Playoff Profile: Texas Rangers

With the ALDS mere days away, the IBI's Drew Zubin continues his look at the best of the American League with the No. 1 seeded Texas Rangers.

Next we will turn our attention on the Texas Rangers. The Rangers have now locked up home-field advantage throughout the playoffs with their win on September 30. That is big due to the AL winning the All-Star Game and having home field for the World Series.

Strengths

There’s a running theme with American League playoff teams, and that is a very deep lineup. The Rangers lineup is tough one through nine. They are top five in batting average, RBIs, home runs, hits, and slugging percentage. They can bludgeon a pitching staff if the pitchers aren’t hitting their spots.

You might know Rougned Odor as the guy who punched Jose Bautista in the face, but he’s as good a baseball player as he is a boxer. This season he has swatted 32 home runs, 87 RBIs, and batted .270. Odor likes to swing at first pitches, and he does a lot of damage with it. He’s batting .402 with 8 HR and 25 RBI. He has become a staple in the middle of the Rangers lineup behind Adrian Beltre.

Beltre is the picture of consistency. Every year people think he will finally start to decline, and the guy just continues to hit and play a solid third base. It’s been more of the same this season. He’s batted .298 with 32 HR and 103 RBI. The guy rarely strikes out, which is a testament to his patience and ability to make contact. He’s only struck out 66 times in 634 plate appearances. Beltre is another player who likes to attack on the first pitch. He’s batting .406 with 10 HR and 23 RBI when he swings at the first pitch. An interesting “clutch” stat on baseball reference is called Late & Close. Late & Close are plate appearances in the seventh inning or later with the batting team tied, ahead by one, or the tying run at least on deck. Beltre has been deadly in those situations, batting .385 with 6 HR and 22 RBI in 103 plate appearances. It seems like a lot of postseason games are decided late, and Beltre is not someone you want to face in that situation. This season against the Indians, Beltre batted .320 with 2 HR and 5 RBI in seven games. If the Indians face the Rangers, they will have to find a way to limit Beltre.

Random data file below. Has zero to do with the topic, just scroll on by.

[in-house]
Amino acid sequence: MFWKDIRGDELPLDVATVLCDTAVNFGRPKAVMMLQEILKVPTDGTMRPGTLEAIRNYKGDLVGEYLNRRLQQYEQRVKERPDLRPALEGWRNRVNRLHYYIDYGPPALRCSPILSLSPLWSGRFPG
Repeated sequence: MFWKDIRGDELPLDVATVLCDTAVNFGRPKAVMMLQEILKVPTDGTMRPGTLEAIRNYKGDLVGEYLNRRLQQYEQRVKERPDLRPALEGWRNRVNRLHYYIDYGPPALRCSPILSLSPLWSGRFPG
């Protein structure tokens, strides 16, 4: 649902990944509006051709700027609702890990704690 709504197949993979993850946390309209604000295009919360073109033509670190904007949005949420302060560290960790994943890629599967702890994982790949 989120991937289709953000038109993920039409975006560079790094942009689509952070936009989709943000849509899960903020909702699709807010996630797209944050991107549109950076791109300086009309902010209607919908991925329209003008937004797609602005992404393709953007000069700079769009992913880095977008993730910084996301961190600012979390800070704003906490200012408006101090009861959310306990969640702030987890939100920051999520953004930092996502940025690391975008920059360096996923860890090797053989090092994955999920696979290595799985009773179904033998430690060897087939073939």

The rest of the lineup is no piece of cake, either. Ian Desmond has been a great pickup for them and has turned himself into a decent outfielder. They went out and made a couple big deals at the trade deadline by acquiring Jonathan Lucroy and Carlos Beltran. Both players are proven hitters and add great depth to the lineup. Beltran might be one of the most “clutch” playoff players in baseball with a career average of .332 in the playoffs. If the Indians end up playing the Rangers in the ALCS, Lucroy will become a polarizing figure. We all know the chaos that went on at the deadline, with Lucroy declining a trade to the Indians, and a series with the Indians would add a lot of extra pressure on him. I couldn’t imagine the vitriol of his first at-bat in Progressive Field. Since going to Texas, his average has come down, but the power numbers are up. He has gone from a home run one in every 26 at-bats in Milwaukee to a dinger one in every 15 at-bats.